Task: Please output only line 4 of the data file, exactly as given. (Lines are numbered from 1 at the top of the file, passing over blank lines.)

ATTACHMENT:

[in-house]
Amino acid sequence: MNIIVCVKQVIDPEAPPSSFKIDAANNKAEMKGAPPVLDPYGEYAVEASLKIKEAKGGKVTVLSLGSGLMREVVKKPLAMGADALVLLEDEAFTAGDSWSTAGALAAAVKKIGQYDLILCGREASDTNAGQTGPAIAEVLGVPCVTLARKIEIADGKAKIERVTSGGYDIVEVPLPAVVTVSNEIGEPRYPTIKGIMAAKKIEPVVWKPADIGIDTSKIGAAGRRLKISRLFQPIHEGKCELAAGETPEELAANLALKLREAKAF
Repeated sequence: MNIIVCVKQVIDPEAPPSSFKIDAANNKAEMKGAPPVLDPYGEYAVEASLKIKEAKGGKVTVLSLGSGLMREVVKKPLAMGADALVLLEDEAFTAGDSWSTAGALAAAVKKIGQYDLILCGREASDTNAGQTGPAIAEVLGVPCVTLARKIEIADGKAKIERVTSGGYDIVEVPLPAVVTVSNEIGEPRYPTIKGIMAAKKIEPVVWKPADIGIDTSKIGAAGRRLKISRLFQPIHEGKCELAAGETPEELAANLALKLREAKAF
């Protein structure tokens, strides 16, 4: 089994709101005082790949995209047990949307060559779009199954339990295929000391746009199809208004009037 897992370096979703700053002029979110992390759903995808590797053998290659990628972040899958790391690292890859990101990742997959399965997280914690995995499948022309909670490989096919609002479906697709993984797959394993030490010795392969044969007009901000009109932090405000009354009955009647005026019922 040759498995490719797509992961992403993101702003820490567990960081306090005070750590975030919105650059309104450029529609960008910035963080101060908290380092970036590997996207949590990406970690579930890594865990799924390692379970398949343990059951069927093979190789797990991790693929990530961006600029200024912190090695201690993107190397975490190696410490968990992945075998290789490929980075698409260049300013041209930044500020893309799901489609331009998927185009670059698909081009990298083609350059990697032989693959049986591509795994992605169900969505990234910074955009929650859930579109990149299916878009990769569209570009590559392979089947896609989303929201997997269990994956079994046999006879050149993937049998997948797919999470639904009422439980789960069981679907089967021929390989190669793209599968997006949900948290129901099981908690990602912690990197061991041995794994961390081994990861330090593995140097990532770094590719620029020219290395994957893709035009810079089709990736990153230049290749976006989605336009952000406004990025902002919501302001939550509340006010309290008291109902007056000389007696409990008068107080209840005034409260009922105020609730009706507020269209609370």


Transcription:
């Protein structure tokens, strides 16, 4: 089994709101005082790949995209047990949307060559779009199954339990295929000391746009199809208004009037 897992370096979703700053002029979110992390759903995808590797053998290659990628972040899958790391690292890859990101990742997959399965997280914690995995499948022309909670490989096919609002479906697709993984797959394993030490010795392969044969007009901000009109932090405000009354009955009647005026019922 040759498995490719797509992961992403993101702003820490567990960081306090005070750590975030919105650059309104450029529609960008910035963080101060908290380092970036590997996207949590990406970690579930890594865990799924390692379970398949343990059951069927093979190789797990991790693929990530961006600029200024912190090695201690993107190397975490190696410490968990992945075998290789490929980075698409260049300013041209930044500020893309799901489609331009998927185009670059698909081009990298083609350059990697032989693959049986591509795994992605169900969505990234910074955009929650859930579109990149299916878009990769569209570009590559392979089947896609989303929201997997269990994956079994046999006879050149993937049998997948797919999470639904009422439980789960069981679907089967021929390989190669793209599968997006949900948290129901099981908690990602912690990197061991041995794994961390081994990861330090593995140097990532770094590719620029020219290395994957893709035009810079089709990736990153230049290749976006989605336009952000406004990025902002919501302001939550509340006010309290008291109902007056000389007696409990008068107080209840005034409260009922105020609730009706507020269209609370």